[65] The 2020 policy rolls back the 2014 policy pledge to “not produce or otherwise acquire any anti-personnel munitions that are not compliant with the Ottawa Convention in the future, including to replace such munitions as they expire in the coming years.”

[66] US Department of Defense, “Memorandum: DoD Policy on Landmines,” 31 January 2020,

[67] The last time the US produced antipersonnel mines was in 1997, when it manufactured 450,000 ADAM and 13,200 CBU-89/B Gator self-destructing/self-deactivating antipersonnel mines for US$120 million. The last non-self-destruct antipersonnel mines were procured in 1990, when the US Army bought nearly 80,000 M16A1 antipersonnel mines for US$1.9 million.

[68] Ministry of Defence Export Center (MINDEX), “Bounding Mines,” undated,; and MINDEX, “Self Neutralized Mines,” undated,

[69] Email to the ICBL, from Soonhee Choi, Counsellor, Permanent Mission of the Republic of Korea to the United Nations, 22 August 2019.

[70] Components for M-14 mines were tendered for Dum Dum Ordnance Factory in February and June 2020. Components for M-14 mines and AP 1B mines were tendered in June 2020 and during 2019.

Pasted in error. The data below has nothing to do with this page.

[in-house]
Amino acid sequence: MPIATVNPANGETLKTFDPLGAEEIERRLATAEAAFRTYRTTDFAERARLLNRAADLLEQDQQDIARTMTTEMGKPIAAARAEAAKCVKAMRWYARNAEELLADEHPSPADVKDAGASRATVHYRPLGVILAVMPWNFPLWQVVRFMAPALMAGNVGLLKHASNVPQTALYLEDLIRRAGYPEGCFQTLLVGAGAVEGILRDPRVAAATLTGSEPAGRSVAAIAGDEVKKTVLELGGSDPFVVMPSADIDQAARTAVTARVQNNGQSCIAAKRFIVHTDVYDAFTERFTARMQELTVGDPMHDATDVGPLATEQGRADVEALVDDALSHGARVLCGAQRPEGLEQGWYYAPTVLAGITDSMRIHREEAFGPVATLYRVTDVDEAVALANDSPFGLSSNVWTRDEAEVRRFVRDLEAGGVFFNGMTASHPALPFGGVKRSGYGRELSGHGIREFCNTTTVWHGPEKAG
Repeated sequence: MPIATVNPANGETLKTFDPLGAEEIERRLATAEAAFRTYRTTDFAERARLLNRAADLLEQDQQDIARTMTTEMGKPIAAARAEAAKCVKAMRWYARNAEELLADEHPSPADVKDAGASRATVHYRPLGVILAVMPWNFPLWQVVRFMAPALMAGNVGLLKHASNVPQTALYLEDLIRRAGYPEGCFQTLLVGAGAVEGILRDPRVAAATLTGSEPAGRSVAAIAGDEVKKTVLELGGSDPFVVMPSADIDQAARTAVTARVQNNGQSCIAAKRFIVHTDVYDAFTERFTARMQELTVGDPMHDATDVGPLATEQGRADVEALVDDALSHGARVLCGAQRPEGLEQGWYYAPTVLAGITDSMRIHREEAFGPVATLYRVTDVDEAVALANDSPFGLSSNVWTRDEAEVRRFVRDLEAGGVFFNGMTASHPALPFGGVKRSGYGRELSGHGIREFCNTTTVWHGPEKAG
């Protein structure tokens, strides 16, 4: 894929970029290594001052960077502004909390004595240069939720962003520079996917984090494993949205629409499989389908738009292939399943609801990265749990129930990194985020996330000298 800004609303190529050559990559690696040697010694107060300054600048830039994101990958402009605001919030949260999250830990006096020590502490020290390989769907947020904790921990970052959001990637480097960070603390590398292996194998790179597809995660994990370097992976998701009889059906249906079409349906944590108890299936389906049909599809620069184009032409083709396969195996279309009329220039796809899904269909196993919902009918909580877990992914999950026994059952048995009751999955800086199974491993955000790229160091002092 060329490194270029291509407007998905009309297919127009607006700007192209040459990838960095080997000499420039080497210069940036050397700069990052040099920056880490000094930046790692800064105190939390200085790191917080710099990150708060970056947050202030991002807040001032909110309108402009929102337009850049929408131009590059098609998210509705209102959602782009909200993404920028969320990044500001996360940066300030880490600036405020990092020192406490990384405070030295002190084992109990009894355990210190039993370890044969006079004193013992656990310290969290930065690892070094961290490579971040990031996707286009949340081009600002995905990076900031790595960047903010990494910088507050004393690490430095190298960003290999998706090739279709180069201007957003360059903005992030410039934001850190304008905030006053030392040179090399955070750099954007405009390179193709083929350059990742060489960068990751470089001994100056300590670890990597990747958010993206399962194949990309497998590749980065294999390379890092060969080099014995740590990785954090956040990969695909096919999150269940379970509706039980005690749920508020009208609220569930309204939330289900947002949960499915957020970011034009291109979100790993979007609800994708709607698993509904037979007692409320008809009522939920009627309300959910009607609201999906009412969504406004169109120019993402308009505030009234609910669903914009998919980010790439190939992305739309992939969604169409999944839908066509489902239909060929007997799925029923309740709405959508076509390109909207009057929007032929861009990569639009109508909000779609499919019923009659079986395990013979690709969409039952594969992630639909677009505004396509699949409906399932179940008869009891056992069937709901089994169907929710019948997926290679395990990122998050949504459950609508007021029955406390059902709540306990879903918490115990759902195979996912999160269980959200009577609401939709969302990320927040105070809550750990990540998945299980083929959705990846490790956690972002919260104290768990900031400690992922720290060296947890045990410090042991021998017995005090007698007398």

[71] Landmine Monitor meeting with Cdre. Nishant Kumar, Ministry of External Affairs, and Col. Sumit Kabthiyal, Ministry of Defense, Convention on Conventional Weapons (CCW) Group of Governmental Experts (GGE) on lethal autonomous weapons systems, in Geneva, 27 August 2018.

[72] The following companies were listed as having concluded contracts listed for production of components of antipersonnel mines on the Indian Ordnance Factories Purchase Orders between October 2016 and November 2017: Sheth & Co., Supreme Industries Ltd., Pratap Brothers, Brahm Steel Industries, M/s Lords Vanjya Pvt. Ltd., Sandeep Metalkraft Pvt Ltd., Milan Steel, Prakash Machine Tools, Sewa Enterprises, Naveen Tools Mfg. Co. Pvt. Ltd., Shyam Udyog, and Dhruv Containers Pvt. Ltd. In addition, the following companies had established contracts for the manufacture of mine components: Ashoka Industries, Alcast, Nityanand Udyog Pvt. Ltd., Miltech Industries, Asha Industries, and Sneh Engineering Works. Mine types indicated were either M-16, M-14, APERS 1B, or “APM” mines. Indian Ordnance Factories, “Purchase Orders,” undated,; and Indian Ordnance Factories, “Registered Vendors,” undated,

[73] Previous lists of NSAGs producing antipersonnel mines have included Iraq, Syria, Thailand, Tunisia, and Yemen.

[74] Landmine Monitor received information in 2002–2004 that demining organizations in Afghanistan were clearing and destroying many hundreds of Iranian YM-I and YM-I-B antipersonnel mines, date stamped 1999 and 2000, from abandoned Northern Alliance frontlines. Information provided to Landmine Monitor and the ICBL by HALO Trust, Danish Demining Group, and other demining groups in Afghanistan. Iranian antipersonnel and antivehicle mines were also part of a shipment seized by Israel in January 2002 off the coast of the Gaza Strip.